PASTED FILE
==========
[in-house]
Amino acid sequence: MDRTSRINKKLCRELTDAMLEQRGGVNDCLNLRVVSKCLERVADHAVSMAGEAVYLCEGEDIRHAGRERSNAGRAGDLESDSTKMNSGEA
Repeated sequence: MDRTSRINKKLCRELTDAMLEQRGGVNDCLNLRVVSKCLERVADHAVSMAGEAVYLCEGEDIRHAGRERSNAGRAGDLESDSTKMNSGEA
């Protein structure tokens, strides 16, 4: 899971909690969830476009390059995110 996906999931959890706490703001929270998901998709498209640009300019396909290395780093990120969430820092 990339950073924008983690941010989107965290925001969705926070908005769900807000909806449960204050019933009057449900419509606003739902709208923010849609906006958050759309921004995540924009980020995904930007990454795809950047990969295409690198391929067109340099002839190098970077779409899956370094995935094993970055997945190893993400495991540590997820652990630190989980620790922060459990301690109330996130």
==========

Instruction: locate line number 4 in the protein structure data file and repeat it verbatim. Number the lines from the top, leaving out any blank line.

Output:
């Protein structure tokens, strides 16, 4: 899971909690969830476009390059995110 996906999931959890706490703001929270998901998709498209640009300019396909290395780093990120969430820092 990339950073924008983690941010989107965290925001969705926070908005769900807000909806449960204050019933009057449900419509606003739902709208923010849609906006958050759309921004995540924009980020995904930007990454795809950047990969295409690198391929067109340099002839190098970077779409899956370094995935094993970055997945190893993400495991540590997820652990630190989980620790922060459990301690109330996130």